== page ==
Ellsworth Steve Bear did not set out to create an album of 39 other musicians and singers from all over the world.
The drummer for popular local band The Crown Vics had a few rock tunes running through his head that he knew were enough to make an album.
“I was just starting to feel like, ‘Yeah, I have some songs I want to do,'” musician Ellsworth said in the living room of his Bayside Road home.
“It’s a Global Rock Thing” was released earlier this year and ended up featuring 40 musicians calling themselves “Steve’s Theme Park,” which is the name of their unique band. The 16-track album is a homage to rock ‘n’ roll as an art form and a crazy twist of Bear’s own musical journey. But the production process is just as engaging as the end result, so we’ll start from there.
The first step in bringing it back to life was laying down the album’s bones. So, the drummer went to his friend Jeff Crossman, who runs The Engine Room, a local recording studio.
I said, ‘Jeff, I know the songs, just put up the mic on the drums, give me a stand for the music, I’ll put the piece of paper in front of me, you know, let’s say the first track, ‘Dandy Man.’ I’m going to put up ‘Dandy Man.’ I’ll go 1, 2, 3, 4, 5, 6, 7, 8 in the parking lot … ” Pierre explained, imitating the recording process. “I knew the songs in my head. They were really tightly arranged… I’d kind of been living with this stuff long enough. So then I just sat there with the drum tracks and said, ‘Okay, what am I going to do?'”
At this point, Bear had all his building blocks up and running, but he also had two problems. One of the problems was the lack of artists available from the local scene to help him realize his vision. To solve this predicament, Bear went straight to his Rolodex of Rock and began accessing some of the many connections he had made during his life immersed in the staple clubs and bars of the music scene up and down the East Coast.
“I just started thinking, ‘Well, who’s still active? Who is still kicking ass? Who is still paying attention? And, you know, it didn’t take long to start sort of filling in the pieces.”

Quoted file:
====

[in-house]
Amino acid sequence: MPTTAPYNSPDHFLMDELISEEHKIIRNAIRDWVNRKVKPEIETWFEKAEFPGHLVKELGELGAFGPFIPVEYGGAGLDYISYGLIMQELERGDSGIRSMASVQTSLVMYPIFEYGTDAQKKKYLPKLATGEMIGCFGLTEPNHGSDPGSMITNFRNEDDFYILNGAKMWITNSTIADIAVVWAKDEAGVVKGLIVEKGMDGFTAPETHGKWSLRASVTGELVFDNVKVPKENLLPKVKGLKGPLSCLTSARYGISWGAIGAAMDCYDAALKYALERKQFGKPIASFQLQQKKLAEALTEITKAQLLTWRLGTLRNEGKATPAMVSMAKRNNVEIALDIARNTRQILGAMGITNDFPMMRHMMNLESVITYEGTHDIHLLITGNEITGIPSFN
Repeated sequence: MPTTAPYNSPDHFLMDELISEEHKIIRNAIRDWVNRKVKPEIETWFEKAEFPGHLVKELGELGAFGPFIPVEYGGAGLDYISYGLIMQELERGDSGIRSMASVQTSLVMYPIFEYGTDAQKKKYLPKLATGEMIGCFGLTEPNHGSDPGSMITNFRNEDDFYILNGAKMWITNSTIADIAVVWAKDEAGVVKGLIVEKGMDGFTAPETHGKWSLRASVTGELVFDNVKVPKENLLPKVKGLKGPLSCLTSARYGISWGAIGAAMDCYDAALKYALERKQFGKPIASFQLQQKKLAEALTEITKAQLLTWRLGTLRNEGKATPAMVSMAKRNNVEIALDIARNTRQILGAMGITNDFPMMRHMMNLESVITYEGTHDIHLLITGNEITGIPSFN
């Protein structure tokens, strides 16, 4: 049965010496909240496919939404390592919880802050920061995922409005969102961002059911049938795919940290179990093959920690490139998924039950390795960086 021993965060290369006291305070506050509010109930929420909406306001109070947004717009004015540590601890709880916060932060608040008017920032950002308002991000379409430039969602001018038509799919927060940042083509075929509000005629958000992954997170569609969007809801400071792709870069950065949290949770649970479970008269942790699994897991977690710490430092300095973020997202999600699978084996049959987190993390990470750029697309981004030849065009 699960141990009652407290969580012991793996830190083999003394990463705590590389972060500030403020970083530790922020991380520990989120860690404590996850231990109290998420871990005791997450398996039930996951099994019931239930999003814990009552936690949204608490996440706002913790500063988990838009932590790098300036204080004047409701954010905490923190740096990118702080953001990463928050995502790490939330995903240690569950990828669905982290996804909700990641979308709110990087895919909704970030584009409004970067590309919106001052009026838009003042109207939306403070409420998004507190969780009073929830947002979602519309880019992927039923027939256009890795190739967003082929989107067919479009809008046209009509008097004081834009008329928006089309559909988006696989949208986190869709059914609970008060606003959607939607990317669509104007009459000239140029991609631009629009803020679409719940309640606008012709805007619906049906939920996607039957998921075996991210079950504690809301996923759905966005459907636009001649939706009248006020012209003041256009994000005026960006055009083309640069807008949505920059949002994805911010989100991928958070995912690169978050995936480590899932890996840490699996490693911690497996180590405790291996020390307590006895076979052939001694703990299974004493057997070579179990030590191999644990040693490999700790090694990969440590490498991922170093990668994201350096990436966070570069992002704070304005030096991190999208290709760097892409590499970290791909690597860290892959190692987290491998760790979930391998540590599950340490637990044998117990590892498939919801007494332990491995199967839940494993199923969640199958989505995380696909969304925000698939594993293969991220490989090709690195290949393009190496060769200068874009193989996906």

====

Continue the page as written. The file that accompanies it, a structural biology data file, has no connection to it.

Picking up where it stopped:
His first call was to Tommy Frenzy, lead singer of Tuff Darts, an old CBGB band from New York that Bear did some gigs with. The frenzy will end with him loaning his vocals to several tracks on the album. Nazir also leaned heavily on connections from his days playing in New Jersey bars along the Jersey Shore. He recruited former bandmate Bob Solberg, with whom he played in a band called TV Toy in the 1980s. As Stan Steele called, “the rocker from Jersey Shore who knows all the other rockers from Jersey Shore,” as described on Steve’s Theme Park.
But Bear doesn’t want this project to become just a “rock ‘n’ roll veteran’s show.” Therefore, he reached out as far as possible, even across the border, to find some young talent willing to participate. And that’s where the second problem, a little thing called the COVID-19 pandemic, helped and damaged the process.
Bear was adamant that while COVID-19 may have shaped the last album, “It’s a Global Rock Thing” wasn’t a product of staying home during lockdown or anything like that. He had the idea in his head and was in full swing with production before celebrities started rolling out split screen zoom collaborations (Bear said) “These things drive me crazy.” But the extra time allowed by the pandemic has allowed certain artists to participate who would normally not be able to.
The prime example is British singer Gemma Barr Smith, who responded to Barr’s London ONE ad.
“Jima is usually on a cruise ship [where she works as a singer], or back-up singing to someone on a UK tour,” Beer explained. “She was locked in her London apartment, you know, with a home recording set up. And she had plenty of time on her hands. So, I’m starting to find that, well, I have some veteran contacts, but now I’m finding people who have time on their hands and are kind of like-minded.”
While the pandemic created some opportunities for Peer, it also created some logistical challenges when it was time for rubber to meet the road and the album was recorded.
Bear was sitting in his living room with his partner Katina, recording the guitar and acoustic parts from the various tracks as he envisioned them and then sending them to all the artists who were involved in recording that specific song. Sometimes they will have to send multiple videos in order to get it right but they will also get different but optimized recordings and you will end up on the final track.
“Instead of being in the same room, like a regular band or regular players… would be this prolonged, epic kind of communication style,” the drummer recalls. “You don’t want to use the cliché of herding cats, but it certainly was.”